Personal Shopper
Clouds of Sils Maria's Olivier Assayas reunites with Kristen Stewart for ghost drama Personal Shopper Les Films du Losange

After the critical acclaim their previous outing, Clouds of Sils Maria, received in 2014, French film-maker Olivier Assayas reunites with Kristen Stewart for Personal Shopper, a mystery drama about grief which doubles as an old-school ghost story. Lars Eidinger and Sigrid Bouaziz (The Tunnel) also star.

Our verdict
Personal Shopper

Writer-director Olivier Assayas recently said he relished the fact his movies rarely provide audiences with the answers to the questions that his films themselves pose. Well, if that's his favourite thing about all of his outings as whole, then it seems safe to assume that he'll probably hold Personal Shopper in the highest of regards...

The drama-turned-chiller sees Stewart play Maureen Cartwright, an American personal shopper brought to Paris by both her demanding celebrity employer Kyra (Nora von Waldstätten) and the death of her twin brother, Lewis, who suffered from a congenital heart defect. Maureen has the same affliction, which doesn't seem to affect her as she whizzes around the French capital on a scooter picking up expensive jewellery, but she's not immune – "intense physical effort and extreme emotions" could cause her to succumb to it at any moment.

Maureen isn't afraid of dying though; an attitude which has less to do with her dissatisfaction with life and perhaps more with the fact that she is a medium in her downtime. Her ability to communicate with spirits is another thing she shared in common with her sibling, and when Lewis was alive, the pair made a pact that whoever died first would send the other a signal from the afterlife in order to prove its existence.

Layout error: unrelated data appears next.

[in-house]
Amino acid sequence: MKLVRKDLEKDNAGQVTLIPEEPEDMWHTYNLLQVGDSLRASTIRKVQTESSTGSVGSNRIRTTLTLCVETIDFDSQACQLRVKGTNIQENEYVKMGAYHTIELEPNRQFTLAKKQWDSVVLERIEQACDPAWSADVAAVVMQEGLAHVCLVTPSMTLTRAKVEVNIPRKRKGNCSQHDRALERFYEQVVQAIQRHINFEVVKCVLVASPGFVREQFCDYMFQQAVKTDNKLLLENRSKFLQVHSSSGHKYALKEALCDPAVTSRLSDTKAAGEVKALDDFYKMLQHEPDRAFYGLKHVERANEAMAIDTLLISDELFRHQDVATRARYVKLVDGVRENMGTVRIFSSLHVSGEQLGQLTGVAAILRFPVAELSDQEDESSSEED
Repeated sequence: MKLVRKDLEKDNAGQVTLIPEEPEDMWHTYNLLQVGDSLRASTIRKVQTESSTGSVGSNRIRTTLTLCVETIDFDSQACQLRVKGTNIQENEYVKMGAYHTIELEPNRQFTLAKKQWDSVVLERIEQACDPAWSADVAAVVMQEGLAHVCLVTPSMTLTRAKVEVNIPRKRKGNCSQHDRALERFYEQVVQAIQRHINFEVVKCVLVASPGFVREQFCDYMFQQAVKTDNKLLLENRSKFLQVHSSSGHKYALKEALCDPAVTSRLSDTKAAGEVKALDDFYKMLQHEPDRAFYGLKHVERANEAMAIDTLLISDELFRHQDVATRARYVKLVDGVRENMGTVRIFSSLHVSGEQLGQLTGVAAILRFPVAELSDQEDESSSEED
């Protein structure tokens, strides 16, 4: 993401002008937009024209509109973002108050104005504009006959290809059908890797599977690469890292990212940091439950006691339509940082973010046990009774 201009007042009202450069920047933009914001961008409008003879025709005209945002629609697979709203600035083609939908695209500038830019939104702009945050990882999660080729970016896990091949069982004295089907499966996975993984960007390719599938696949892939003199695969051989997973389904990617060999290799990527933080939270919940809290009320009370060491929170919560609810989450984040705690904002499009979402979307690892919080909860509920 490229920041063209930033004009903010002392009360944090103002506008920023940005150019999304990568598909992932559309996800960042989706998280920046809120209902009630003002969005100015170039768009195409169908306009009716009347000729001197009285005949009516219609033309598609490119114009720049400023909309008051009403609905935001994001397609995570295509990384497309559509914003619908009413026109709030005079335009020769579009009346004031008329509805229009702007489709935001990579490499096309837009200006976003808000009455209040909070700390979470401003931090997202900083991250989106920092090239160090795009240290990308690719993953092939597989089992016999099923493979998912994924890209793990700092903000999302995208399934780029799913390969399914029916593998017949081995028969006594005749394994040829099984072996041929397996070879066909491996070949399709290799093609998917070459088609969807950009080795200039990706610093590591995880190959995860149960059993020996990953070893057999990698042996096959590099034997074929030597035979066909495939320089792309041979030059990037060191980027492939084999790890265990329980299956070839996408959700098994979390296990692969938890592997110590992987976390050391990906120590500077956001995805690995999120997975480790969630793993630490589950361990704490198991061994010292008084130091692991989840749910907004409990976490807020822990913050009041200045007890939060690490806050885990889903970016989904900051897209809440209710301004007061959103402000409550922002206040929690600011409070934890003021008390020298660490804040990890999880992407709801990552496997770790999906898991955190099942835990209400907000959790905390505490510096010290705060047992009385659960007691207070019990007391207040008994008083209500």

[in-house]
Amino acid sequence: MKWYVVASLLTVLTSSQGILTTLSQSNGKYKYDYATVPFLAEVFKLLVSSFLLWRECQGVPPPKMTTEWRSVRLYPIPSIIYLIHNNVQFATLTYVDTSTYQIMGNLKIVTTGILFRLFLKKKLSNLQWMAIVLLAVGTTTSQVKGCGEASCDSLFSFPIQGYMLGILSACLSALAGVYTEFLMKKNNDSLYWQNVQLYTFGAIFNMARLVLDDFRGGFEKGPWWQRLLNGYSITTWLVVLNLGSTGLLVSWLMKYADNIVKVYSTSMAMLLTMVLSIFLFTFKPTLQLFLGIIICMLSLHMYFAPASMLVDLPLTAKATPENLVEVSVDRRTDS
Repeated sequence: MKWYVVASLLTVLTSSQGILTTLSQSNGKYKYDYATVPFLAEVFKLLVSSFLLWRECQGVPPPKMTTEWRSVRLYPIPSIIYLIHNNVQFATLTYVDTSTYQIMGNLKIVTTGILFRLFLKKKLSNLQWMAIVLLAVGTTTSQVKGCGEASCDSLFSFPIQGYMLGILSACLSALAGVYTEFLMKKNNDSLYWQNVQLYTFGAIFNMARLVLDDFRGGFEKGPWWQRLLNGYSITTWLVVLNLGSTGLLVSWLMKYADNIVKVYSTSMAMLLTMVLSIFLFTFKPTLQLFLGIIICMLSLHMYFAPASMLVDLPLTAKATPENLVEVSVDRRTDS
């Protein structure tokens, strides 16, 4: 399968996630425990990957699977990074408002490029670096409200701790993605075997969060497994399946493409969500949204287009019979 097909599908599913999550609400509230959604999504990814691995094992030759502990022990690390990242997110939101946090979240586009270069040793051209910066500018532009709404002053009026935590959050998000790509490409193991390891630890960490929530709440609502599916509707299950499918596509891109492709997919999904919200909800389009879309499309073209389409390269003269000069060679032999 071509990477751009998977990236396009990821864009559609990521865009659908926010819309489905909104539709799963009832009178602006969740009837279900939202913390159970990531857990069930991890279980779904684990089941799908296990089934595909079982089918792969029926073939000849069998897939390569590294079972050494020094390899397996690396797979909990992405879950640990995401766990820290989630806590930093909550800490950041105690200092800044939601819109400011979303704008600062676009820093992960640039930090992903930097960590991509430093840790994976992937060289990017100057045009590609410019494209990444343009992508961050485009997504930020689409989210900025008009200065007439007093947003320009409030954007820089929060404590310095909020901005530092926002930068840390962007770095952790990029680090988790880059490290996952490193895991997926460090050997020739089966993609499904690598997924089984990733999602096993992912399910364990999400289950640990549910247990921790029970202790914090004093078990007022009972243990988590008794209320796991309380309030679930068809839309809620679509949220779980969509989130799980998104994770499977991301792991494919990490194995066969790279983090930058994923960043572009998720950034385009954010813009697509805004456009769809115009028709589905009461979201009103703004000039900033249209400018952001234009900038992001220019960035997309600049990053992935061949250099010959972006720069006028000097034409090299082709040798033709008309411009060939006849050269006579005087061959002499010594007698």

Assayas wastes no time in setting up that premise, as the film's opening scene sees Maureen try to receive Lewis's promised message by staying the night in the old country home he'd bought in the hope of transforming it into a carpentry workshop. She stomps about moodily in the silence, mumbling as she wonders whether every creak and thud is Lewis or something else all together, and as darkness descends upon the dwelling, things take a creepy turn.

Personal Shopper
Lars Eidinger also reteams with the French film-maker as Kyra's boyfriend, Ingo Les Films du Losange

It's an engrossing scene, completely owned by Stewart, who – as she is throughout – is obediently tracked by cinematographer Yorick Le Saux's lingering lens. She's never been better, as her undeniably beguiling presence draws you in. In her previous outings such as Twilight or Snow White and the Huntsman, she was criticised for such qualities but here, Stewart's natural angst and awkwardness fits Maureen like a glove.

It's a shame then that her seeming ease when it comes to being both closed-off and intriguing all in the same breath is let down by a somewhat lacklustre execution of story. Personal Shopper is a film of few words, with a screenplay that leans – almost too much – on Stewart's dark circled and almost broken eyes to be expressive.